Hello, book lovers! This winter weather can be a pain, but it’s also the perfect time to enjoy your favorite hot beverage and bury yourself beneath your coziest blanket for an all-night readathon. So, here’s an exciting mix of stories from the book world.

TIME Magazine Reveals the 2021 TIME100 Next: “An expansion of [their] flagship TIME100 franchise that highlights 100 emerging leaders who are shaping the future,” this year’s TIME100 Next list features “doctors and scientists fighting COVID-19, advocates pushing for equality and justice, journalists standing up for truth, and artists sharing their visions of present and future.” Honorees include inaugural poet Amanda Gorman and author Brit Bennett with many profiles written by TIME100 alumni. — TIME

While a Prolific Writer, Literary Icon Toni Morrison Also Shaped Book Publishing as an Editor: Morrison, an author lauded for her fiction, worked at Random House as an editor for 19 years and was the first Black woman editor at her level in the company’s history. Her “role went beyond annotating and adjusting manuscripts. She was a caretaker of a blossoming universe of Black literature, stewarding a cadre of writers and thinkers who would change the world,” and this influential work deserves just as much recognition as Morrison’s literary accomplishments. — ZORA

Reese Witherspoon’s Book Club Launches Digital Cooking Series With a Literary Twist: If you’re feeling a bit peckish, satisfy your cravings (both for food and books) with RBC’s new series Eat the Book where “female chefs and a mixologist will join authors to create a meal … inspired by a book selection.” The four-part series will showcase novels like Delia Owens’s Where the Crawdads Sing and Jasmine Guillory’s The Proposal. You can tune in to the show “on both @ReesesBookClub and @HelloSunshine accounts every Thursday at 10 am PST starting this week.” — TZR

Co-Founder of Melissa & Doug Transforms Darkness Into Light in Her Memoir LifeLines: Melissa Bernstein, known for her successful toy company, opens up in her memoir about her struggle with existential depression and anxiety. Sharing personal stories and recollections in addition to poetry and her thoughts on topics like creativity, loneliness, martyrdom and perfectionism, Bernstein’s book “provides valuable insight from someone who has traveled the road to greater understanding of self.” — BookTrib

Preserving History as It’s Being Made, the Anthology Black Futures Chronicles the 21st-Century Black Experience: Edited by Jenna Wortham, a writer for New York Times Magazine and co-host of the podcast Still Processing, and Kimberly Drew, an American art curator and former social media manager for the Metropolitan Museum of Art, Black Futures is “a stunning anthology of art, writing, photography, recipes, tweets, and Facebook posts.” In this  interview, the authors discuss capturing Black culture and their approach to framing Black history for future generations. — The Nation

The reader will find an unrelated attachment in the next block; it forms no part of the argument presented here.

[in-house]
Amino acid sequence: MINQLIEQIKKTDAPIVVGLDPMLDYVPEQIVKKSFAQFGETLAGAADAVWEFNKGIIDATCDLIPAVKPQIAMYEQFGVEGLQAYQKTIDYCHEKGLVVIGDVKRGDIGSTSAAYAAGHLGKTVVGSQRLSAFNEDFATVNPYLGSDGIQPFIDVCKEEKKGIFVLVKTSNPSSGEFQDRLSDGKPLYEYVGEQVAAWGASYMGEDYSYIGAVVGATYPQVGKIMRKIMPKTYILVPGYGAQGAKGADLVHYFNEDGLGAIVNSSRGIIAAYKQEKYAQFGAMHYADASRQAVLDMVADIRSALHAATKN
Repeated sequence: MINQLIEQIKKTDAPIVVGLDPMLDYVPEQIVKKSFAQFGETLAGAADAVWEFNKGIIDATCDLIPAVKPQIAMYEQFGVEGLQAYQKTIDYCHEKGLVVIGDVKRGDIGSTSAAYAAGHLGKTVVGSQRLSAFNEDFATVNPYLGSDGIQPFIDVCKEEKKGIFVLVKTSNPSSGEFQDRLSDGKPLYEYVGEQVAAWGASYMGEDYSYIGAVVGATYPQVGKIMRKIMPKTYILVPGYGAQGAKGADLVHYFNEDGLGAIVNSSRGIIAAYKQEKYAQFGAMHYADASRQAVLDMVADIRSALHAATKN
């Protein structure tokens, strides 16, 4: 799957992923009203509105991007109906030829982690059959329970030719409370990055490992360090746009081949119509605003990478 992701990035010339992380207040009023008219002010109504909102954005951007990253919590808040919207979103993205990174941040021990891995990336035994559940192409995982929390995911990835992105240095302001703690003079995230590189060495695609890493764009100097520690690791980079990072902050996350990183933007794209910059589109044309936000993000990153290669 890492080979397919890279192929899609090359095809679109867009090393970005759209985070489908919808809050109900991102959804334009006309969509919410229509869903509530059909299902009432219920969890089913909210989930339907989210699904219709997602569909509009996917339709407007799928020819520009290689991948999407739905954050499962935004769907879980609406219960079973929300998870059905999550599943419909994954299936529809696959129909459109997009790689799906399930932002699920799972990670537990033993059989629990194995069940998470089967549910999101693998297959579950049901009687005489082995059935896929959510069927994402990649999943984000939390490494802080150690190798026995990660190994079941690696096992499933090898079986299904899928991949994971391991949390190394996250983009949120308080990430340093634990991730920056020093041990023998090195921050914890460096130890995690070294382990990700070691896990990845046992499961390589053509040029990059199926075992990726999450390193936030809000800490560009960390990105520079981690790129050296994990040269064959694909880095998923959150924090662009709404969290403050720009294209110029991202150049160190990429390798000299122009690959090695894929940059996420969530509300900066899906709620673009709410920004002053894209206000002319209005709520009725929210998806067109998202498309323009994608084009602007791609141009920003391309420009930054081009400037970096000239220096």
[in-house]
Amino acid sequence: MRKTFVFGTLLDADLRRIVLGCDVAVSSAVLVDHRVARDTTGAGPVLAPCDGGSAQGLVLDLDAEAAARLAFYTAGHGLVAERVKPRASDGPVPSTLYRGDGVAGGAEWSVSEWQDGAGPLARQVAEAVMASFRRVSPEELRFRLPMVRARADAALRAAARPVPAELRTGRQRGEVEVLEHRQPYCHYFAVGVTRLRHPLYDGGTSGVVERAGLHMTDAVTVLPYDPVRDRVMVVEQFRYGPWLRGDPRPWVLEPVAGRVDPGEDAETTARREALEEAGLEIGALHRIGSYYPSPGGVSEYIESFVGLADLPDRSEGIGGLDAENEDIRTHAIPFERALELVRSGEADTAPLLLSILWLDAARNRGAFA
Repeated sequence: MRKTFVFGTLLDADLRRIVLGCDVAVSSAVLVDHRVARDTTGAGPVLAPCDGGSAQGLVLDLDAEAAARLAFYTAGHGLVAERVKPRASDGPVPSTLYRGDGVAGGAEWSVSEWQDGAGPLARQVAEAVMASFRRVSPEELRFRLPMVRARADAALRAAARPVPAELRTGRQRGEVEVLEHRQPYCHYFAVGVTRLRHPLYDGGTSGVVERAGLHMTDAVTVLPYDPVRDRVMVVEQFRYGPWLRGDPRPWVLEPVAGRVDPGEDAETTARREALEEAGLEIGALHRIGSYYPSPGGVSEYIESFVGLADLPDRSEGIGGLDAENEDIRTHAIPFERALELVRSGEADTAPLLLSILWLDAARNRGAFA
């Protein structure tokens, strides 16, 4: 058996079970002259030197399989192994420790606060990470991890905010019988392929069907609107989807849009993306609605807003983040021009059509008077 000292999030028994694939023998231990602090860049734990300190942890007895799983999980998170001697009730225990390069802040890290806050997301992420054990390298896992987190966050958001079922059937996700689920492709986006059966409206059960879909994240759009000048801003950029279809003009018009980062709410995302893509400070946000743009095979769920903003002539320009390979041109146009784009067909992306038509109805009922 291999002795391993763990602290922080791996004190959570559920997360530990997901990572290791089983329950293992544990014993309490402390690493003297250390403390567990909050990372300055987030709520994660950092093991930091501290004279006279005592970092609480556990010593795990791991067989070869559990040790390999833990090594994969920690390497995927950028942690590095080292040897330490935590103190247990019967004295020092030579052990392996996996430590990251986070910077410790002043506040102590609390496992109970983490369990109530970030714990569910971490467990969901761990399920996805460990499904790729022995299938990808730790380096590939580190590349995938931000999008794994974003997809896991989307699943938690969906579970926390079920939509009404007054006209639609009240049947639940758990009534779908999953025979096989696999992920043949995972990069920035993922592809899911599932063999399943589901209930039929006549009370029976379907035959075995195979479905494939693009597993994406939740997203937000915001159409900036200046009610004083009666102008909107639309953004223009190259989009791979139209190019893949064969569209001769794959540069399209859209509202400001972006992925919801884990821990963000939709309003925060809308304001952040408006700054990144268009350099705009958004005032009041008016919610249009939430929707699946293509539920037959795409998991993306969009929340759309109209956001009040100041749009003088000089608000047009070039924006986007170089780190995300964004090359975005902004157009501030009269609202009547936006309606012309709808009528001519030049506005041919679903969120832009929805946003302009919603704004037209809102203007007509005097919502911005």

High Risk, High Reward: Clicking “Refresh” on 10 Classic Tales: It’s a real risk to retell a beloved classic, especially when that story is revered. But every now and again, a writer produces a work that leaves even die-hard fans in awe. “Retellings explore familiar themes with fresh eyes, deciphering a new world from the comfort of a trusted narrative, or expanding the literary canon to readers who have traditionally been excluded.” From Madeline Miller’s Circe to Zadie Smith’s On Beauty, this list boasts 10 examples of authors that got it right. — The Guardian

Spoiler Alert! Netflix’s Recent Adaptation of Kristin Hannah’s Firefly Lane Ended Differently Than the Novel: For those who have already binged Firefly Lane’s first season and found themselves heartbroken by the ending, turning to the source material for answers seems like the next logical step. But for anyone determined to figure out what a second season of the show may bring, “prepare to bawl when you find out what happened” in Hannah’s novel … that ending is even sadder. — Marie Claire

25 New and Upcoming Releases From Women of Color: Including much-anticipated books by political powerhouse Stacey Abrams and National Book Award nominee Tahereh Mafi, these 2021 releases showcase the literary prowess of talented women across numerous genres. From sweeping historical sagas to gripping thrillers and powerful nonfiction, this list has something for everyone. — Parade

Jon Land Expertly Adopts Margaret Truman’s Thriller Series With Murder on the Metro: Hard-hitting and fast-paced this latest addition to Truman’s Capital Crimes series is “the quintessential political thriller.” Land, who has also taken over the Murder, She Wrote series, is “new to [Truman’s] series but at home in the genre.” Bringing his vast expertise to the table, Land “has taken the torch with style and set a pace that promises to keep long-time Margaret Truman fans more than satisfied.” — BookTrib

7 Genre-Bending Reads to Get You Out of Your Reading Slump: Unconventional, genre-defying reads are “the types of books you go on to recommend to your friends, and the ones that float to the top in conversations with book lovers and strangers at parties.” They’re also perfect for those moments when you’re not sure what to read next! For thought-provoking stories that’ll keep you guessing, try one of these unique books. — Off the Shelf

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